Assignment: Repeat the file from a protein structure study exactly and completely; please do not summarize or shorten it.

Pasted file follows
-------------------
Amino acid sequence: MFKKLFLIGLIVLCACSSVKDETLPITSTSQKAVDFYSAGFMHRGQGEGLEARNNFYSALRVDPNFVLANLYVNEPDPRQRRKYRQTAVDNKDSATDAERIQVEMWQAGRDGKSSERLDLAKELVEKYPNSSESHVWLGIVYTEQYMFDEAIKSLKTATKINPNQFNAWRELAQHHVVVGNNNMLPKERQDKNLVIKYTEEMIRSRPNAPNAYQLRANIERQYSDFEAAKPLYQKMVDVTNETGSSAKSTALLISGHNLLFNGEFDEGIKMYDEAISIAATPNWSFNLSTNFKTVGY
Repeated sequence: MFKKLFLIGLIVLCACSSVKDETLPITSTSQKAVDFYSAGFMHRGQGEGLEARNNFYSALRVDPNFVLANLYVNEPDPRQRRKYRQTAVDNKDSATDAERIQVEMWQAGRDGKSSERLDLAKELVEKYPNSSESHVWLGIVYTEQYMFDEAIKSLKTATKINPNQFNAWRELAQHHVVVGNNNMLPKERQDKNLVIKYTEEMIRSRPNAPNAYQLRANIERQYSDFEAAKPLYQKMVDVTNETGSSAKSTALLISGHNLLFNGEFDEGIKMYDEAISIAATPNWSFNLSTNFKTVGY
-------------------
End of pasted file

Amino acid sequence: MFKKLFLIGLIVLCACSSVKDETLPITSTSQKAVDFYSAGFMHRGQGEGLEARNNFYSALRVDPNFVLANLYVNEPDPRQRRKYRQTAVDNKDSATDAERIQVEMWQAGRDGKSSERLDLAKELVEKYPNSSESHVWLGIVYTEQYMFDEAIKSLKTATKINPNQFNAWRELAQHHVVVGNNNMLPKERQDKNLVIKYTEEMIRSRPNAPNAYQLRANIERQYSDFEAAKPLYQKMVDVTNETGSSAKSTALLISGHNLLFNGEFDEGIKMYDEAISIAATPNWSFNLSTNFKTVGY
Repeated sequence: MFKKLFLIGLIVLCACSSVKDETLPITSTSQKAVDFYSAGFMHRGQGEGLEARNNFYSALRVDPNFVLANLYVNEPDPRQRRKYRQTAVDNKDSATDAERIQVEMWQAGRDGKSSERLDLAKELVEKYPNSSESHVWLGIVYTEQYMFDEAIKSLKTATKINPNQFNAWRELAQHHVVVGNNNMLPKERQDKNLVIKYTEEMIRSRPNAPNAYQLRANIERQYSDFEAAKPLYQKMVDVTNETGSSAKSTALLISGHNLLFNGEFDEGIKMYDEAISIAATPNWSFNLSTNFKTVGY